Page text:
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Forum topic by SawDust132 posted 01-05-2015 01:02 AM 791 views 0 times favorited 4 replies Add to Favorites Watch
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2 posts in 1238 days

01-05-2015 01:02 AM

Hello! I am building a conductor stand for a pot orchestra for my Eagle Scout project. I am nearing the design phase and I wanted to ask a community of experts. I have attached some pictures and I will outline some of the major details. If you could leave a comment, I would appreciate it! Whether it be telling me that all looks good, giving me an alternative way to do something, or anything else, I will appreciate feedback!

I’m 17 and don’t have tons of woodworking skill. I can use a nail gun and drill pretty confidently. I’ve taken a lot of engineering classes so I’ve got the math side covered. I would say for being 17 I have more experience than most kids my age however nowhere near a professional industry knowledge. I will also be working with 2 individuals who have each been in the wood industry for 30+ years. My ask for questions and comments is more geared towards structural stability, is this a logical design etc etc, however I wanted to add a brief blip about myself. Tools aren’t an issue, I would have access to probably 8 drills and about the same number of saws.

The Basics:
65×42 inch deck
58 inches from the ground to the deck
40 inch railing
Using 2×6 for the deck framing
Using mending plates on the diagonal supports
Using carriage bolts to secure the deck frame to the legs
The legs are 2 2×6s in an L shape

That’s about all I can think of off the top of my head.

Please feel free to leave a comment or suggestion!


4 replies so far

View 95greeny's profile


3 posts in 1284 days

#1 posted 01-05-2015 04:08 AM

Hello Sawdust,
Good project to tackle, and it looks very stout. Is it a permanent structure?. My only thought is the stairs look steep. From the drawings with no dimensions the risers look a bit tall for the treads. You need to consider people using the stand and how easy it is to climb. Make sure the hand rail is at the correct height also.

Good luck

-- Joseph

View runswithscissors's profile


2751 posts in 2024 days

#2 posted 01-05-2015 04:26 AM

You only need 2 drills—one for each hand. 2×6s in an EL configuration is more than amply stout, overkill, really. Unless some real behemoths will be standing up there.

I would say that virtually everything there can be done with a circular saw (handheld). A powered miter saw would work very well, except that long pieces become problematic unless you have helpers to take care of the long offcuts. I would use deck screws to hold everything together. You can use bolts at some of the critical corner joints, for added strength.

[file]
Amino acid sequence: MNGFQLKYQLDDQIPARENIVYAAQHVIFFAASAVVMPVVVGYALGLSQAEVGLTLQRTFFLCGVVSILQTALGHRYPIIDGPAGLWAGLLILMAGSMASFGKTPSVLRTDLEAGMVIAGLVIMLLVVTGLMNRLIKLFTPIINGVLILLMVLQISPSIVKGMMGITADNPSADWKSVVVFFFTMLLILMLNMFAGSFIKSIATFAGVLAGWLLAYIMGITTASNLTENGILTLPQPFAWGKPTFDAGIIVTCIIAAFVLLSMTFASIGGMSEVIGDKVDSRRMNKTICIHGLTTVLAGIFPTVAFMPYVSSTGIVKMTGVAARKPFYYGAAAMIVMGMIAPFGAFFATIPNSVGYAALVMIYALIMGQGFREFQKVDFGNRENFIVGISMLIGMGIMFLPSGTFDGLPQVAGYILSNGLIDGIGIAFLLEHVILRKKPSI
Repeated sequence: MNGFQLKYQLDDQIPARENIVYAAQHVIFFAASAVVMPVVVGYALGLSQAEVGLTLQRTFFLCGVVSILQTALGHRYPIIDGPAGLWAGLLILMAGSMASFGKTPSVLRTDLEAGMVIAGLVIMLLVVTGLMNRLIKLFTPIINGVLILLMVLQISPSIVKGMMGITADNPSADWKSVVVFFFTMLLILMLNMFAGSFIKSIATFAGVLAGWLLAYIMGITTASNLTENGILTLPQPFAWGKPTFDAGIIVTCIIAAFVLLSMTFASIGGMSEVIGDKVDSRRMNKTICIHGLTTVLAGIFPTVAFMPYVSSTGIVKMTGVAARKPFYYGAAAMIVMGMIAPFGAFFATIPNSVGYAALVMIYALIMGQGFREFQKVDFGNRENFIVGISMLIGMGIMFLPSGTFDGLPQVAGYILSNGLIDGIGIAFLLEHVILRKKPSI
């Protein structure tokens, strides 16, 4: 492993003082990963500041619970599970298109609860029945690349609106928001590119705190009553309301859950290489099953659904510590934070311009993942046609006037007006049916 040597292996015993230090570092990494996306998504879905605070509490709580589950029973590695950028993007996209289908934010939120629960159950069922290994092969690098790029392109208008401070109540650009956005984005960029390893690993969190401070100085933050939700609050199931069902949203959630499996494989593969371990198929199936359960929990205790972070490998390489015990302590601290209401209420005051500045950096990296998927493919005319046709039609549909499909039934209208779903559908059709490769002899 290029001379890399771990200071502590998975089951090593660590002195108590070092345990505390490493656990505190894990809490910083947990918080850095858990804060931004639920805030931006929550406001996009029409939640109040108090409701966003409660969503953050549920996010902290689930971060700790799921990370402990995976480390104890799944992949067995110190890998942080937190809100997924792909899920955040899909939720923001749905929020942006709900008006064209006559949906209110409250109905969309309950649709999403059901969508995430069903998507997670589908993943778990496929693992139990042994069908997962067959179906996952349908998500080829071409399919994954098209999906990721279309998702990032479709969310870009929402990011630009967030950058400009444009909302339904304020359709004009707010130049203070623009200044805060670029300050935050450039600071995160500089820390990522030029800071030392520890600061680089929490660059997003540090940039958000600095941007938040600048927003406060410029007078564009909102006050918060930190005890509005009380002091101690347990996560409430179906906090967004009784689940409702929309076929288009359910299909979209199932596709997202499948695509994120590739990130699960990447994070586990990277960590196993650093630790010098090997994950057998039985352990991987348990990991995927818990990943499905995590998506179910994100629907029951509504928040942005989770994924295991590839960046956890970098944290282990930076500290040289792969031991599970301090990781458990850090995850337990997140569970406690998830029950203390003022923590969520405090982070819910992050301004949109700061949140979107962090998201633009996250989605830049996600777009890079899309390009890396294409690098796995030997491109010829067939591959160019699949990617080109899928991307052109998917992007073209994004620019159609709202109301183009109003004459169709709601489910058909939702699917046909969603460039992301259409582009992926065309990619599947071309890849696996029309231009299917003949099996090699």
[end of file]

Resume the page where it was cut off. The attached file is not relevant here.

I suggest Simpson ties, of various configurations, rather than mending plates (the Simpson version of the mending plate is more robust).

With the crosswise planking of the deck, there is no need for the underneath cross braces (look like joists in your drawing). The 42” span is nothing for two-bys, though with a single “joist” running lengthwise, you’d deal with any weaving or flex of the decking. But not necessary, in my opinion.

Admittedly, I like making everything just barely strong enough to do the job. Keeps things interesting.

I assume a pot orchestra will be consuming a lot of weed (legal in Washington, now, but not for 17 yr olds). You might want to make the railings plenty strong, if the conductor will be joining in this pot fest, or if he (or she) is the behemoth.

-- I admit to being an adrenaline junky; fortunately, I'm very easily frightened

View Rob's profile


704 posts in 3070 days

#3 posted 01-05-2015 05:57 AM

It really just looks like a small deck or playground, so you can look at deck and playground plans to get an idea what is necessary. Generally you don’t want the rise of a step to be greater than 7”. You can find stair calculators online. If it is a permanent structure, your city may require you to build it to code. Even if it isn’t required, you may want to look at the codes anyway because they specify a lot of useful information such as rise and run of steps, height of handrail, footings buried below the frost line, etc.

-- Ask an expert or be the expert -

View SawDust132's profile


2 posts in 1238 days

#4 posted 01-06-2015 02:35 AM

Well, I don’t know the exact legal term for “permanent structure” but I’ll give it my best. This is not being set in the ground, it will be a structure that sits on a floor. Furthermore, it will be moved on occasion in order to make room for some other stage rigging equipment. This is a stand alone structure which is actually designed to be able to be taken apart and transported if need be. The jist: I personally wouldn’t classify it as a permanent structure, but I’m not the government.

If it really isn’t a permanent structure, do things like railing spacing still apply? I know that some OSHA stuff applies to anything period, but since most construction code is for permanent structure, I was wondering. Please trust that my first priority is safety, however it would be super nice not to b

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